Give It Back Rally: A Big Group Hug For the Coconut Grove Playhouse

A cheer catchier than the material girl's new song that chants MDNA rang through the streets of Coconut Grove last evening. Calls of "Give it back, give it back" could be heard reverberating off the facade of the Coconut Grove Playhouse, which was shuttered in 2006 and left to decline ever since.

Coconut Grove residents and activists, led by Nathan Kurland, are seeking to reclaim the playhouse and reopen it again for theatrical productions.  A few weeks ago, yellow ribbons on trees and signs proclaiming "give it back" popped up all over the neighborhood. Last evening's rally was the culmination of the ribbon campaign.

Pulling out all stops for the rally, everyone from local politicians like City of Miami District 2 Commissioner Marc Sarnoff, City of Miami Mayor Tomas Regalado, and Miami-Dade Mayor Carlos Gimenez, to adorable children and dogs were in attendance, all seeking to gain control of the playhouse.

Coconut Grove BID Executive Director David Collins pointed out that not

only is the Playhouse culturally significant, it was a financial

stimulus to the neighborhood. Collins said that within three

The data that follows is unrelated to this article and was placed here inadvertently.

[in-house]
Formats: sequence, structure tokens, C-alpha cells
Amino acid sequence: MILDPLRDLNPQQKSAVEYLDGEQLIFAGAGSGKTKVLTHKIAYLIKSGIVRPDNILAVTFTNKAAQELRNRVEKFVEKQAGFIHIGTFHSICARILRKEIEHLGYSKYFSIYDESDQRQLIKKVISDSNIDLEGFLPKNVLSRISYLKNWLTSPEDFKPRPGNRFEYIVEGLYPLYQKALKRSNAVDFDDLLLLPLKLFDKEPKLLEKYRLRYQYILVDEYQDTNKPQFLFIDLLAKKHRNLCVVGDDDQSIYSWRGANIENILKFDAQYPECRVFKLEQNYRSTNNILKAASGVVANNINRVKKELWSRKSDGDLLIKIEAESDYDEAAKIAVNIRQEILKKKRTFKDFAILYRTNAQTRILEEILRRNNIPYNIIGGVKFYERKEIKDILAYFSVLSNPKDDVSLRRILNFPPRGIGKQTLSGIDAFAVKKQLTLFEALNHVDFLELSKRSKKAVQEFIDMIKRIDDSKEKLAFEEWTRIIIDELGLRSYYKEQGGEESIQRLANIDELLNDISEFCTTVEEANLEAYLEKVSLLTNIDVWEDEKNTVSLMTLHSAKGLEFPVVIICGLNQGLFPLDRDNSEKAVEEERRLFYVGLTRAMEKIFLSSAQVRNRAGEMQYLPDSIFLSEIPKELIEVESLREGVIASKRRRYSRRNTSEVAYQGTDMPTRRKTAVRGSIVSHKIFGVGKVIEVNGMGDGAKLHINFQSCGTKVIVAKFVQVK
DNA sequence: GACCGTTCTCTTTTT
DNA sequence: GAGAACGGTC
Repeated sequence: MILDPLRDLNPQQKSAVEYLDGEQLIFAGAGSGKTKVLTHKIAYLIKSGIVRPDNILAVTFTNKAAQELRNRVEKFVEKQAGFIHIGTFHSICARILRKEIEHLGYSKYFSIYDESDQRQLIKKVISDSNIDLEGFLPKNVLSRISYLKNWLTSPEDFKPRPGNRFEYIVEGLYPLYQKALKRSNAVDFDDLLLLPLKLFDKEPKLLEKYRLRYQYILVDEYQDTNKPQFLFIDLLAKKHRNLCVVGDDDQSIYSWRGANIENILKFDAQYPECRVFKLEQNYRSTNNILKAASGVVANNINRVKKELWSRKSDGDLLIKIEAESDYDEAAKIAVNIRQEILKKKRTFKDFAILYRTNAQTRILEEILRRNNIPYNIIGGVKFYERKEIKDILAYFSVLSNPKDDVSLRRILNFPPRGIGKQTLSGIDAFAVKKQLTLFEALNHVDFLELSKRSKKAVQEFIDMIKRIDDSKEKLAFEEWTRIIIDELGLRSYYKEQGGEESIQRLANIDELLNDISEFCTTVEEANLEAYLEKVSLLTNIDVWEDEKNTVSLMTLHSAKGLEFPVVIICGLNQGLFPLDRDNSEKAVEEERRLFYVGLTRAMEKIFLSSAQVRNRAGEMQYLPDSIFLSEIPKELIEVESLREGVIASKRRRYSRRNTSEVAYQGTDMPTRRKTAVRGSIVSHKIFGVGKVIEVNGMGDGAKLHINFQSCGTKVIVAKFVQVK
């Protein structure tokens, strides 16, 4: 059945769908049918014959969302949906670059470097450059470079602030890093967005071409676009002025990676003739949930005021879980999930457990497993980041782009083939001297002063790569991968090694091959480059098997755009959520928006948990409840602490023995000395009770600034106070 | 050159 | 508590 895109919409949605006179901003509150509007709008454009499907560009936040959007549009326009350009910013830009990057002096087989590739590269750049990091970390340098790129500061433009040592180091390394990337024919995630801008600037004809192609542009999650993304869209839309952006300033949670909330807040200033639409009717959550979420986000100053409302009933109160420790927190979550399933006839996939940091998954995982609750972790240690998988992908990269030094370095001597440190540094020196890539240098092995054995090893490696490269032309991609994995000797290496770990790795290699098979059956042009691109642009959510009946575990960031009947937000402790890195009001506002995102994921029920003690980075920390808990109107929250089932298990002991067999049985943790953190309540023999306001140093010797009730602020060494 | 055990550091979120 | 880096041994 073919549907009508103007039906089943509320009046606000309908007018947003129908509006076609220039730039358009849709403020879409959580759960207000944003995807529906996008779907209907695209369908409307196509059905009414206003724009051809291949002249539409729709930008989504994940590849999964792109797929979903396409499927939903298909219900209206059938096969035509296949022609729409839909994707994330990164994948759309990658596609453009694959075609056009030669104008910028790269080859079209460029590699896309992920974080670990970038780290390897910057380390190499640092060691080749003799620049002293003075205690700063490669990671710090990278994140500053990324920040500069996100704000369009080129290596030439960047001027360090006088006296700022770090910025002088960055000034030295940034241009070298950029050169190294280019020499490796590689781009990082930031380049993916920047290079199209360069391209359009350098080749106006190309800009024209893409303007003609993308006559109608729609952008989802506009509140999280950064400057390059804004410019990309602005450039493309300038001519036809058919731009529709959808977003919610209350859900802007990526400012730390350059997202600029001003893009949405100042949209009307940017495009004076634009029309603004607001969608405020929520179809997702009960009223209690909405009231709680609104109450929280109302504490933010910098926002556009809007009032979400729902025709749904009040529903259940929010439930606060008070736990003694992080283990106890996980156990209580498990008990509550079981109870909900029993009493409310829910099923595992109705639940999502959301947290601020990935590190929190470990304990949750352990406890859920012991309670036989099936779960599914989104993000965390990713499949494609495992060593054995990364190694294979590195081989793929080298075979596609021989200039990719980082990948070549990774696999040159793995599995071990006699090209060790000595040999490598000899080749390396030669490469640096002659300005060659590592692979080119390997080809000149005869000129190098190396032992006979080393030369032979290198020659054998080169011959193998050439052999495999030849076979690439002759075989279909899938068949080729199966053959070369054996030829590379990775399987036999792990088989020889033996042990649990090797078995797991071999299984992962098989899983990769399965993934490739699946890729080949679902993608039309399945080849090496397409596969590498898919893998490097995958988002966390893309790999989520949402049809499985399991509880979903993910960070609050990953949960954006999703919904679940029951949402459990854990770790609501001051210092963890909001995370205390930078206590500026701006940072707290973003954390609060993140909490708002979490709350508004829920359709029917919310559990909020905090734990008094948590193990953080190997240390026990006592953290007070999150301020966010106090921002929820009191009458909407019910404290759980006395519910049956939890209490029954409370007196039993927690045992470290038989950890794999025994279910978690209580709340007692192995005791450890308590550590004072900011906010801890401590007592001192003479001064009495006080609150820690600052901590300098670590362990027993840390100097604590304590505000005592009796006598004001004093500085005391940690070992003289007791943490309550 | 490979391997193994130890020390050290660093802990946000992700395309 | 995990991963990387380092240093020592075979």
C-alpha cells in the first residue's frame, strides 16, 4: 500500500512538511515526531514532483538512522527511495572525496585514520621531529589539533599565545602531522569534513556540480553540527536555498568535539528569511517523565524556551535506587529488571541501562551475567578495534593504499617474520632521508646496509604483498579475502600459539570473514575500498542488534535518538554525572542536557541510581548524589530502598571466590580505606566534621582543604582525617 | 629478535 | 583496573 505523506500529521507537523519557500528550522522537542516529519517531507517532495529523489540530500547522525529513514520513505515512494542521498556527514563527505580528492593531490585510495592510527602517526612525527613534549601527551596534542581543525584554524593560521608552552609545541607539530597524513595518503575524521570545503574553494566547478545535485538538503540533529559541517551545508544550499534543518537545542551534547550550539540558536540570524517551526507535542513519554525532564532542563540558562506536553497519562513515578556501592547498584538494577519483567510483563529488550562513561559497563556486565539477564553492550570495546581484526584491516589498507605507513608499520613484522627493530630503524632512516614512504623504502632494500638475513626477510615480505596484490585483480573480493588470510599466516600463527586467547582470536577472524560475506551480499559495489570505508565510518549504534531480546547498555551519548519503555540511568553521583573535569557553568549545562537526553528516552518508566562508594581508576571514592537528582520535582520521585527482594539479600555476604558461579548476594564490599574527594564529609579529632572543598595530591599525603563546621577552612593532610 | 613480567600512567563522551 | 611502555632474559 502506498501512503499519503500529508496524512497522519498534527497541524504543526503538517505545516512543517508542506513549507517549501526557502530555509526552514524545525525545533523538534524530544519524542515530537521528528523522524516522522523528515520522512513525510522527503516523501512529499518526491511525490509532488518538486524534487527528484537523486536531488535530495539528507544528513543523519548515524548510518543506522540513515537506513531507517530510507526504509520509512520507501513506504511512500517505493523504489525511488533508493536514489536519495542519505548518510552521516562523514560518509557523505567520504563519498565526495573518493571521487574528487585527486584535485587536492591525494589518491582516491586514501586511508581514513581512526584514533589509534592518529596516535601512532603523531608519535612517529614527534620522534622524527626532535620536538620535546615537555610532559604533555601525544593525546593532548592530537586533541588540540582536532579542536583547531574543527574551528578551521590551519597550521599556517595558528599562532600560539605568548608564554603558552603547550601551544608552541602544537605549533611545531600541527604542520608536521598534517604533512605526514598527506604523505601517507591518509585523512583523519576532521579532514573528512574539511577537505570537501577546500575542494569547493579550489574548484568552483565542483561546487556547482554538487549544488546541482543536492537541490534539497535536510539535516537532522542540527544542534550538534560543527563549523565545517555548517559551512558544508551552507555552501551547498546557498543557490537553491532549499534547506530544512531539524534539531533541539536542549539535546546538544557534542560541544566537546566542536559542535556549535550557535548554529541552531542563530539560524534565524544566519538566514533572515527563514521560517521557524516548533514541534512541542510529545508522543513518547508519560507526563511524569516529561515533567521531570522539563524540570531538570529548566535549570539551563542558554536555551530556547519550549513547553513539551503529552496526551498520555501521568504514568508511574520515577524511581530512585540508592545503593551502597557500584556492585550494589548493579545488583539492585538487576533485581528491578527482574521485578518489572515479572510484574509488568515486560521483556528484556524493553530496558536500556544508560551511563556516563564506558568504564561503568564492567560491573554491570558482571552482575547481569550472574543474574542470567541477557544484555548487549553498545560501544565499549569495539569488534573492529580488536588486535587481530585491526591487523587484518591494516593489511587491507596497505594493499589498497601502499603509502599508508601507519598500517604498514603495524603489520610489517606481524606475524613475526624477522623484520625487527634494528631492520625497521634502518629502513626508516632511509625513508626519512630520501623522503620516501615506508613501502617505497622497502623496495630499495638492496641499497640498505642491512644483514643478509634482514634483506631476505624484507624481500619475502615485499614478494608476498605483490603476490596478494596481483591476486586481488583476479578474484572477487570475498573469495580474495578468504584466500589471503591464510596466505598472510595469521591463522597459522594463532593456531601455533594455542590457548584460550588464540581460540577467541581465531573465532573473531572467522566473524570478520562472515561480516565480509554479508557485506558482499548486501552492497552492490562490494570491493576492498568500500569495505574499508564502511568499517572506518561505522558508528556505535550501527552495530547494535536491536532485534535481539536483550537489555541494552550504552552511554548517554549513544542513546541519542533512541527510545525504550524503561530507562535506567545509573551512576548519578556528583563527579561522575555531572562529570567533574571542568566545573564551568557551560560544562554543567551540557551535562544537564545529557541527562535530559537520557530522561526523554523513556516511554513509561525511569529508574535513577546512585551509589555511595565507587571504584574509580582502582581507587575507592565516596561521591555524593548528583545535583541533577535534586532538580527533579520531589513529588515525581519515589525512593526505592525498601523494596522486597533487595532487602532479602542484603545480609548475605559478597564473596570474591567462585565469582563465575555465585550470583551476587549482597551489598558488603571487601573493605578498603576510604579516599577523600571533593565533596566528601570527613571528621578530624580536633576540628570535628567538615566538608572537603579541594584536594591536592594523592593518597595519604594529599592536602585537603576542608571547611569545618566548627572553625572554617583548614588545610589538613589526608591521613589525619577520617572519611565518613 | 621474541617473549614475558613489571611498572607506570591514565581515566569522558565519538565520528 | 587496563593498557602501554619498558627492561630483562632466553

months of the playhouse's closing, 11 restaurants failed. He then

stated that the theater, if it were to be reclaimed, would be a beacon of hope for Coconut Grove,

which currently has many vacant storefronts and restaurants.

The rally ended with a giant group hug of the building, as rally

participants grabbed a piece of the 600 yards of yellow ribbon used to

encircle the playhouse, chanting "give it back" before heading out to

enjoy half-priced drinks at most Grove watering holes including

GreenStreet and Mr. Moe's.

If reopening the Coconut Grove Playhouse means culture, economic revitalization, and happy hour -- we too say "give it back"!

Follow Cultist on Facebook and Twitter @CultistMiami.

KEEP MIAMI NEW TIMES FREE... Since we started Miami New Times, it has been defined as the free, independent voice of Miami, and we'd like to keep it that way. With local media under siege, it's more important than ever for us to rally support behind funding our local journalism. You can help by participating in our "I Support" program, allowing us to keep offering readers access to our incisive coverage of local news, food and culture with no paywalls.
Laine Doss is the food and spirits editor for Miami New Times. She has been featured on Cooking Channel's Eat Street and Food Network's Great Food Truck Race. She won an Alternative Weekly award for her feature about what it's like to wait tables.
Contact: Laine Doss